My girls haven’t wanted to play “mud pie kitchen” all summer long.  But, the shift in season has them racing outdoors each day before they’ve even gotten dressed, gathering ingredients for their little back porch kitchen.

I on the other hand, spent the summer neglecting my garden.  At one point I wondered if I even liked gardening anymore.  Looking outside at the mess of weeds only caused me stress, so I mostly ignored it.  But, after two days straight of working to get it under control and ready for winter, I realize that I do still love my garden.  Of course I do!  I’ve been growing things since before I even had a proper place to do so.  My high school aptitude test predicted farming as the best career choice for me.  While farming is not on my agenda right now, growing and tending plants is part of who I am.  But, it’s okay to take a break sometimes, to focus on other things, and to re-evaluate.

Last fall, gardening was impossible for me because I was at the end of a difficult pregnancy, so I am really excited to have put in a fall garden this year, even if I was late to do it.  We have all of the beds cleared and planted with either cover crops or vegetables.  I planted a mixture of buckwheat, crimson clover, and turnips as a cover.  Buckwheat is quick to flower and loved by bees, so I am hoping that it will before first frost.  If not, oh well.  I plant crimson clover every fall and look forward to it blooming the following spring, providing a great nectar source for our bees.  I’ve never planted turnips as part of a cover crop mix, and I was on the late side getting them planted.  They are quick to grow, and hopefully we’ll be able to harvest some late this fall.  Two beds of garlic were planted, along with carrots, beets, cabbage, and collards.  I already had the seeds and figured it wouldn’t hurt to plant them, even if frost ruins my plans.

I should have taken a good before picture of the garden-it was an absolute disaster, with nearly every bed overgrown with weeds.  Now everything looks bare, but as the clover and buckwheat start germinating over the next few days, it will green up.

I’m happy again to look out the window at my garden.

p.s.  I took a photo of my garden once a week all season long in 2012.  Here’s a link to that series of photos, all in one post.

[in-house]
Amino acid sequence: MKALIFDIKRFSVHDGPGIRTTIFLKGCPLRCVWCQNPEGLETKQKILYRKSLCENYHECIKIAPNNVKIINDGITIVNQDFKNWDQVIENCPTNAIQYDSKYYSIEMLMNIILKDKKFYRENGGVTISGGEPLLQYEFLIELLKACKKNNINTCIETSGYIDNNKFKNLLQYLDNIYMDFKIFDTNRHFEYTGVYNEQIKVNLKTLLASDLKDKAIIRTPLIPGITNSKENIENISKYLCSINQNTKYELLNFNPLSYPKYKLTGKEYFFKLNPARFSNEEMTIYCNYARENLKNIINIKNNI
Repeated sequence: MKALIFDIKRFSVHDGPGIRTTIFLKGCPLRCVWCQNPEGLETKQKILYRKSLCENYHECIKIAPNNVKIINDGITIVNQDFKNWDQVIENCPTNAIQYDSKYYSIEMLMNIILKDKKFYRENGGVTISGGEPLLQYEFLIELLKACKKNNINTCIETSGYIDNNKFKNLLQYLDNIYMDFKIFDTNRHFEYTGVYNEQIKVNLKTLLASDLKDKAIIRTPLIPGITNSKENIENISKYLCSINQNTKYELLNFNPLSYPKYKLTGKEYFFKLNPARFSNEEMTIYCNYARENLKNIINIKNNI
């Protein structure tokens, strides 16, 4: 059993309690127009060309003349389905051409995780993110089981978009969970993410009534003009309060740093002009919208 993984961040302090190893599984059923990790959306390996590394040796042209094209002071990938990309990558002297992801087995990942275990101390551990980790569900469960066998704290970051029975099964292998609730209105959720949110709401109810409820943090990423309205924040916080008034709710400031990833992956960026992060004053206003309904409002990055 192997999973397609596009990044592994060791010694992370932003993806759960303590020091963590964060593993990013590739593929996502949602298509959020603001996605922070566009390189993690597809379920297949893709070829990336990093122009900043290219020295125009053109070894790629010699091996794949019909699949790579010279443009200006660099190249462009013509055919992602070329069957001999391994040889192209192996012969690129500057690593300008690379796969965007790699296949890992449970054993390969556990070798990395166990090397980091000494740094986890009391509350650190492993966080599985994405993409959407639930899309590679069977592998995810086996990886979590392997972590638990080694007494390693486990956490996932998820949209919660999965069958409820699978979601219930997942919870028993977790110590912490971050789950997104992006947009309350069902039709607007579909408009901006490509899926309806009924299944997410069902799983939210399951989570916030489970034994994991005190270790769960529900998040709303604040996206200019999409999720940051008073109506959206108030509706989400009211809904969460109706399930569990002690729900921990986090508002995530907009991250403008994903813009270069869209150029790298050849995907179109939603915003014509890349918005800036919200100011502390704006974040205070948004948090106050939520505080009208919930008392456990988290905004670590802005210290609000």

The end

We have a tradition of walking down to the water at almost dusk, playing on the beach, cooking hot dogs over a fire, and then walking the mile and a half back through the woods with flashlights.  This tradition was born out of our inability to get ourselves together and get out the door in a timely fashion.  Even after we are all loaded in the van, people start running back to the house for this or that.  We sigh and groan and roll our eyes at ourselves.  Sometimes we get really frustrated, and start passing the blame around.  “You’re always the last one out the door!”  (This is said to me.)  I reply, “Yeah, but as soon as I got in the van, you realized you had forgotten something!”

I guess this particular tradition has come to an end though, as we were visited on the beach by a ranger on this night who informed us that the park closes at sunset (in the past we were told 10 p.m. and the signs say the same).  He drove his truck back up to the entrance and returned with a fifteen passenger van to drive us back to the parking area.  Because it was dark, I don’t think he really realized what he was getting himself into.  Loading all of our stuff and our family into that van and then unloading it again a few minutes later was a little ridiculous.  He was friendly though, and didn’t seem to mind too much.  I asked him to send my apologies home to his wife, since we kept him at work late.

(My favorite, close to us, park.  Caledon State Park.)

p.s.  Job’s new trick is the fake pout face as seen in the series of three photos of him crawling then sitting there being silly.  Silas had a fake pout face too, which eventually turned into a real pout face which he now sports on a regular basis.  I’ve suggested to the older kids that maybe we don’t actually want to teach Job to pout.  My words most likely fell on deaf ears.  Oh, and the shoes–several asked to see my new magenta shoes.  I asked for gray shoes.  The importance of fit over fashion was gently explained to me.  Last week, A friend commented with what I suspect was a touch of sarcasm, “They’re so you, Ginny!”